- Legal States
Fiona Simmons November 29, 2020 3 min read
Camelot Shows Resilience Amid Covid-19 Crisis
Camelot UK Lotteries, the licensed operator of The National Lottery, recovered its ticket sales for the first six months of the 2020/21 financial year ended on 26 September 2020 following the slump at the beginning of the global health crisis. Camelot reported £3.89 billion in sales, which represents only a 1.7% decrease compared to the same period of 2019/20 financial year.
Digital Channel On the Rise
The operator successfully mitigated the impact of Covid-19 on its operations and balance sheet by implementing a series of measures, such as canceling a number of special jackpot draws and launching an advertising campaign to promote its digital playing channels.
Customers were urged to buy tickets at retail shops only when doing essential shopping. During the six month period, there were more than 1.3 million new online registrations, which boosted digital sales and caused Camelot to pour funds into the enhancement of its technical support.
Moreover, the lottery operator divided its one-time quarterly prize of £10,000 into 10 prizes of £1,000. The growth of digital sales was already happening during the last fiscal year.
Camelot CEO Nigel Railton said the business faced unprecedented challenges at the beginning of the pandemic, such as the plunge in sales and retail sector uncertainty, but quickly got back on track and took decisive steps to continue operating effectively. The company’s efforts altogether led to an increase of £455.2 million in online sales to £1.6 billion.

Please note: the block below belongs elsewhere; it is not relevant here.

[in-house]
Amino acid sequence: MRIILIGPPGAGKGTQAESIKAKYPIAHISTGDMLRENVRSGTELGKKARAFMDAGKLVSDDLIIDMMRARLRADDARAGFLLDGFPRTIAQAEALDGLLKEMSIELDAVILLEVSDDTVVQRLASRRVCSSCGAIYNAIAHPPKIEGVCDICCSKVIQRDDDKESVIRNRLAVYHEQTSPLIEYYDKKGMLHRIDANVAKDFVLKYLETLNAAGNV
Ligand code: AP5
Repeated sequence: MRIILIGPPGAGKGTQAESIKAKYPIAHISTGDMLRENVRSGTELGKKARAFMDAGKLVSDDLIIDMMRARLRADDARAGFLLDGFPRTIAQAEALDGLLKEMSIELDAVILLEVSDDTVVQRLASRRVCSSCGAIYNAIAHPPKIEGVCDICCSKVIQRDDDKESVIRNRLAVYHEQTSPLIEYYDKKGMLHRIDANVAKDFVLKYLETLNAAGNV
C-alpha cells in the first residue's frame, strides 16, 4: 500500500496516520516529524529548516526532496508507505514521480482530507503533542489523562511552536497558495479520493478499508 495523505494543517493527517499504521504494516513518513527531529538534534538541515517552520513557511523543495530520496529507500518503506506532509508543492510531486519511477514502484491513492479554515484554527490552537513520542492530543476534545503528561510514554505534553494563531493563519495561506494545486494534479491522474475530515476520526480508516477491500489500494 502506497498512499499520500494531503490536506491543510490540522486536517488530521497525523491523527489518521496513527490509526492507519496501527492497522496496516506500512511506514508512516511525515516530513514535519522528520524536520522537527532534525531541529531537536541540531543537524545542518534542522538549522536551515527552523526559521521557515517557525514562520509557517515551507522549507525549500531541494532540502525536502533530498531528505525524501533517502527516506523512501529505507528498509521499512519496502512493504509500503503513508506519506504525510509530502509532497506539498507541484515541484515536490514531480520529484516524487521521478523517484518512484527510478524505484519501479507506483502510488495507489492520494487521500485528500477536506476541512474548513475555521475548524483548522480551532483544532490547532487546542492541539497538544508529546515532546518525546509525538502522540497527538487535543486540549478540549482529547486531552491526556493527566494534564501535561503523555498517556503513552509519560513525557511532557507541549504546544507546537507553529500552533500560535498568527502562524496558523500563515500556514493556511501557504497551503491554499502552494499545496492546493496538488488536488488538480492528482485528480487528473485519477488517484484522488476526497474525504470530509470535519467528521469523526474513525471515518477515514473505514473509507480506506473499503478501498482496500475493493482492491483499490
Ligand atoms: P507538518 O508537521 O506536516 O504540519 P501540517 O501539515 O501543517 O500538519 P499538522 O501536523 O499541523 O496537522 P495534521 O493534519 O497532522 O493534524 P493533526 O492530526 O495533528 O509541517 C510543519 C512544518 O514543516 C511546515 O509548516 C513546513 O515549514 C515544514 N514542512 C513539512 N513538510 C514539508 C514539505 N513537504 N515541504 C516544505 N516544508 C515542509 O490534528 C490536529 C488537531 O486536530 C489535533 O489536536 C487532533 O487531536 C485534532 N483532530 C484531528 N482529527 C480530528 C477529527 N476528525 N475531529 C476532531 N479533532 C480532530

Camelot has been the operator of The National Lottery since 1994 and now its contract due to finish in 2023 has been extended by six months following the announcement by The Gambling Commission for a three-month delay at the beginning of the tender process aimed to select a new licensee.
Retail Sales Decline, But Still Outweigh Digital Segment
Although retail sales decreased by 30.5% to £2.23bn, they still were almost half above the amount generated by digital sales during the six months period, while July-September was a period of increase and sales were up 15.2% in quarterly terms due to the ease of restrictions. As a result, National Lottery retailers gained an average of around £2,800 per store in commissions or £126.5 million in total for the half year.
Part of its strategy to boost retail sales includes testing the sale of National Lottery tickets in Aldi and Iceland and negotiations with other major supermarkets about offering tickets in self-checkouts, following the launch of this option in Asda.
Over the first half of the fiscal year, Camelot gave away £2.24 billion in prizes to players or £5.5 million more than the same period last year. Camelot continues to be one of the top operators in terms of giving away prizes and returning a profit to society by giving back 95% of its revenue.